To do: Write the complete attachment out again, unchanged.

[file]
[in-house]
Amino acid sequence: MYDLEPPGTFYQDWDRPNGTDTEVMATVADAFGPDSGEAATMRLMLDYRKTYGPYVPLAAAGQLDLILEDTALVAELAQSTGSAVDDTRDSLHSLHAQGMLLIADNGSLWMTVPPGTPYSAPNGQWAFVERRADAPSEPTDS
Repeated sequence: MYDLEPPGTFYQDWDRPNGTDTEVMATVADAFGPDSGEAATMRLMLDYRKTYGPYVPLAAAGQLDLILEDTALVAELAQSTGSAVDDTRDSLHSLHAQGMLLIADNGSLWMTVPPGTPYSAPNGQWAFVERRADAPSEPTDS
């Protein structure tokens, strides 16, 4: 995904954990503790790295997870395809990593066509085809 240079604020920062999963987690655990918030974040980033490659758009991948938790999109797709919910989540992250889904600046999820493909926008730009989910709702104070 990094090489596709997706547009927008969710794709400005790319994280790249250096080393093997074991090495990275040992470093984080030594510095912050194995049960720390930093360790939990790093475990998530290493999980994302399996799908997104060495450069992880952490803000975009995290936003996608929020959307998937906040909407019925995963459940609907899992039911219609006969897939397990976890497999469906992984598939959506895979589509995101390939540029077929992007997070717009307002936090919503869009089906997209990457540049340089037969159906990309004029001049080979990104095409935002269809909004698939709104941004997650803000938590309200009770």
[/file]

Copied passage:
[in-house]
Amino acid sequence: MYDLEPPGTFYQDWDRPNGTDTEVMATVADAFGPDSGEAATMRLMLDYRKTYGPYVPLAAAGQLDLILEDTALVAELAQSTGSAVDDTRDSLHSLHAQGMLLIADNGSLWMTVPPGTPYSAPNGQWAFVERRADAPSEPTDS
Repeated sequence: MYDLEPPGTFYQDWDRPNGTDTEVMATVADAFGPDSGEAATMRLMLDYRKTYGPYVPLAAAGQLDLILEDTALVAELAQSTGSAVDDTRDSLHSLHAQGMLLIADNGSLWMTVPPGTPYSAPNGQWAFVERRADAPSEPTDS
């Protein structure tokens, strides 16, 4: 995904954990503790790295997870395809990593066509085809 240079604020920062999963987690655990918030974040980033490659758009991948938790999109797709919910989540992250889904600046999820493909926008730009989910709702104070 990094090489596709997706547009927008969710794709400005790319994280790249250096080393093997074991090495990275040992470093984080030594510095912050194995049960720390930093360790939990790093475990998530290493999980994302399996799908997104060495450069992880952490803000975009995290936003996608929020959307998937906040909407019925995963459940609907899992039911219609006969897939397990976890497999469906992984598939959506895979589509995101390939540029077929992007997070717009307002936090919503869009089906997209990457540049340089037969159906990309004029001049080979990104095409935002269809909004698939709104941004997650803000938590309200009770």